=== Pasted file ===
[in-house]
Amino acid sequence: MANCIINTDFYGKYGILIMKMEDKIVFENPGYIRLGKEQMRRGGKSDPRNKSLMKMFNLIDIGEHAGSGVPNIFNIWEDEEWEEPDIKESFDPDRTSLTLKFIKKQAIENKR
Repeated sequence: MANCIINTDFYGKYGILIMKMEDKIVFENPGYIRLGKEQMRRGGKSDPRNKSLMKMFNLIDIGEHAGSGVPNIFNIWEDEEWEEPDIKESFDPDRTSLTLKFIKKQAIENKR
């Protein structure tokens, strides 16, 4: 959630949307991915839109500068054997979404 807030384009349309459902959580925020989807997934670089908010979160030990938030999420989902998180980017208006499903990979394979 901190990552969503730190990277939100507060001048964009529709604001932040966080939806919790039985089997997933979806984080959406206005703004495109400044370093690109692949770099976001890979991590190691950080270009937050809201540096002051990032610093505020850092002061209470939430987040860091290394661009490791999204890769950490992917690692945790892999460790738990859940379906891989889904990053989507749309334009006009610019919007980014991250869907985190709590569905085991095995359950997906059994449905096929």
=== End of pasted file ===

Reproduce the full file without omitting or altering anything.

[in-house]
Amino acid sequence: MANCIINTDFYGKYGILIMKMEDKIVFENPGYIRLGKEQMRRGGKSDPRNKSLMKMFNLIDIGEHAGSGVPNIFNIWEDEEWEEPDIKESFDPDRTSLTLKFIKKQAIENKR
Repeated sequence: MANCIINTDFYGKYGILIMKMEDKIVFENPGYIRLGKEQMRRGGKSDPRNKSLMKMFNLIDIGEHAGSGVPNIFNIWEDEEWEEPDIKESFDPDRTSLTLKFIKKQAIENKR
């Protein structure tokens, strides 16, 4: 959630949307991915839109500068054997979404 807030384009349309459902959580925020989807997934670089908010979160030990938030999420989902998180980017208006499903990979394979 901190990552969503730190990277939100507060001048964009529709604001932040966080939806919790039985089997997933979806984080959406206005703004495109400044370093690109692949770099976001890979991590190691950080270009937050809201540096002051990032610093505020850092002061209470939430987040860091290394661009490791999204890769950490992917690692945790892999460790738990859940379906891989889904990053989507749309334009006009610019919007980014991250869907985190709590569905085991095995359950997906059994449905096929």